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Uri attack: How can India respond in the sub-conventional conflict emanating from Pakistan

By FnF Desk | PUBLISHED: 19, Sep 2016, 15:23 pm IST | UPDATED: 19, Sep 2016, 15:25 pm IST

Uri attack: How can India respond in the sub-conventional conflict emanating from Pakistan New Delhi: Suspected Pakistan-based terrorists attacked an Indian Army camp near the border town of Uri in Jammu & Kashmir in a pre-dawn strike on Sunday, leaving 17 soldiers dead and another 23 wounded.

Writing for the Business Standard, Ajai Shukla described the attack as the "heaviest blow" the army has suffered in a single such incident since the insurgency began in the Valley in 1990.

According to reports, the army has said that the four terrorists killed in the attack in Uri were foreigners and belonged to the Pakistan-based Jaish-e-Mohammed outfit, which has also been held responsible for the attack on the Pathankot airbase in January this year.

Prime Minister Narendra Modi for his part condemned the "cowardly" terrorist attack and said that those who were responsible would not go unpunished.

However, with the Pathankot base attack and now the attack in Uri, what options does India really have?

India must impose a cost on the adversary

New Delhi's strategy against Pakistan since the inception of the proxy war in Kashmir has been "tenaciously defensive", writes Society for Policy Studies Director C Uday Bhaskar in his opinion piece for the Indian Express.

Bhaskar calls the posture "disadvantageous and costly" in operational terms and says that the last 26 years have demonstrated that. He reasons that while an adversary engaging in an "audacious offensive" needs to have a smaller margin of success to claim victory, having a zero margin of error in defending against terrorist attacks is not possible.

However, Bhaskar advises that the government must not fall under the pressure to act immediately and should conduct an "objective cost-benefit operational analysis".

Bhaskar concludes by writing that India needs to acquire the wherewithal to increase the cost on the adversary and develop political consensus on such issues.

Combination of policies required

Writing for The Wire, Observer Research Foundation Distinguished Fellow Manoj Joshi says that a combination of policies is required.

According to Joshi, the defensive system meant to counter infiltration must be "hardened" along with the perimeter security of camps and outposts.

Secondly, he advocates building and strengthening covert capabilities in Pakistan's restive province of Balochistan and the Gilgit Baltistan region of Pakistan-occupied Kashmir. Joshi does not see these capabilities being aimed at causing secession, as much as being used to exert pressure on Pakistan's military.

Joshi's third point talks of a diplomatic offensive against Pakistan. Citing UN resolution 1373, which was passed in the wake of the September 11, 2001, attack in the US and has been adopted under Chapter VII of the UN Charter, Joshi argues that India should convince member states of the UN to apply this resolution to Pakistan. However, he admits that given the interests of countries like the US and China, such moves are unlikely to yield results.

Political will and the right assets

In an interview with the Business Standard in January this year, in the aftermath of the Pathankot airbase attack, defence expert C Christine Fair said that India did not need a huge standing army for countering Pakistan's proxy war. Instead, it needed "special operators to conduct hot-pursuit missions into Pakistani territory without detection".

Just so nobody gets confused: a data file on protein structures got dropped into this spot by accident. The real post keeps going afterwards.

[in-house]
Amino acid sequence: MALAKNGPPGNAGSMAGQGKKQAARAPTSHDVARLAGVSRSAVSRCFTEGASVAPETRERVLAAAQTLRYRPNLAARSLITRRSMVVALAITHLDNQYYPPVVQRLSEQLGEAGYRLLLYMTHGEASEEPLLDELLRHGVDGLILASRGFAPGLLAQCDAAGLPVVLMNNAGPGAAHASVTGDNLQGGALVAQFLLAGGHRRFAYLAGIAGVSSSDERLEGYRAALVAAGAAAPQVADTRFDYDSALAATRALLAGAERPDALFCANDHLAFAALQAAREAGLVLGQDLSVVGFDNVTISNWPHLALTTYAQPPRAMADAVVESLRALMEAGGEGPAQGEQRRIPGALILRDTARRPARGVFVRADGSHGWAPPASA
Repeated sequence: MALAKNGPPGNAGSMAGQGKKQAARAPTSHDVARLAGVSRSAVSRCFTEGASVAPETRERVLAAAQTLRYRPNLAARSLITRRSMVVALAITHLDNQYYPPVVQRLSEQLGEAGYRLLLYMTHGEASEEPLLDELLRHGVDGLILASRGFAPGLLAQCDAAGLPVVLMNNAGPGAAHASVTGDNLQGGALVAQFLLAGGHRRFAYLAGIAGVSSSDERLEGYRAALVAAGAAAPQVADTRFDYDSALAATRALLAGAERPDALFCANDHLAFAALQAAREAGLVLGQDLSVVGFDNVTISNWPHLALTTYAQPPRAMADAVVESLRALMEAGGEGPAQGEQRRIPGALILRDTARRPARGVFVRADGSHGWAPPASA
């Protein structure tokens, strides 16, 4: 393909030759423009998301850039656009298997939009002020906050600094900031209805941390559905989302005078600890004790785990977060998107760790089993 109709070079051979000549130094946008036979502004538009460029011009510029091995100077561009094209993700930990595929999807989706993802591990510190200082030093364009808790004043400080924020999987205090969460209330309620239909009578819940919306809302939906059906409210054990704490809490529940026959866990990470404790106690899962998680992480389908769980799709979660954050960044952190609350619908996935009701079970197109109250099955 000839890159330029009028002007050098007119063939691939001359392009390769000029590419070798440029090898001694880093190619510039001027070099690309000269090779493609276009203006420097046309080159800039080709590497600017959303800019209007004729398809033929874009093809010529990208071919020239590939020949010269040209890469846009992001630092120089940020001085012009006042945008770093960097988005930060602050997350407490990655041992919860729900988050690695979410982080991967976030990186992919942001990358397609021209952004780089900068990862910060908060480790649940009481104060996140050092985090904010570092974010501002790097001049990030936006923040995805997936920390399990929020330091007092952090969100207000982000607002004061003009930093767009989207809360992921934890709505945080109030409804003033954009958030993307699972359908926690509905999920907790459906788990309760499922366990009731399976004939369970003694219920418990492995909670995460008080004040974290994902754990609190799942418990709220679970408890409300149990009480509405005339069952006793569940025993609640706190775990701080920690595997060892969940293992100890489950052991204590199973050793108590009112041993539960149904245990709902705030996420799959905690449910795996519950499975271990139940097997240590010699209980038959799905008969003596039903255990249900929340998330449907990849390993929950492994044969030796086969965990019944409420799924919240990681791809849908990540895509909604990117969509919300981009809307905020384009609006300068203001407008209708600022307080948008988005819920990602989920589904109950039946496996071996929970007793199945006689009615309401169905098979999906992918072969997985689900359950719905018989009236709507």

Further, she said that India's lack of a Chief of Defence Staff or “jointness” among the different branches of its armed forces for seamless interoperability was hampering it, a problem which is not shared by Pakistan.

Lastly, but most importantly, Fair said that there needs to be the political will to use these assets as and when required.

Using special forces and intelligence agencies in conjunction

Prakash Katoch, a veteran lieutenant-general of the Indian Army, writes for the Firstpost that it is important for India to understand that a conventional response cannot be used as a counter to asymmetric warfare.

Katoch says that diplomatic pressure to isolate Pakistan, conventional strikes on select targets using precision guided munitions, and using the cross border trade at the LoC as leverage can all be employed to strike back.

He, however, stresses on taking a proactive approach – exploiting Pakistan's "faultlines" – instead of operating exclusively on the defensive within our own territory.

Katoch argues that special forces and intelligence agencies must be used in conjunction to exploit these faultlines. They must be used, he adds, for gathering strategic intelligence continuously, shaping the circumstances and environment within Pakistan to India's benefit, and for executing "politico-military actions at the strategic level".

Reason, not rage

The Indian Express, in its editorial, calls upon the government to give up on bluster.

Remarks emanating from various leaders play well with the crowd and across media, but the generals in Pakistan have not bought into them yet, the editorial adds. Strategic restraint on India's part will not be easily done away with, it argues.

Under such circumstances, the nationally daily says that while attacking and shelling Pakistani forward positions across the border will not prove to be sufficient deterrence, targeting leaders of terrorist organisations within Pakistani territory might yield better results. However, it warns that such a move is likely to spark retaliation and that Indian agencies and the police have not yet been trained to handle such a scenario.    

Full-scale conflict, the editorial says, will lead to an uncertain conclusion. It concludes by calling for "...reason rather than rage".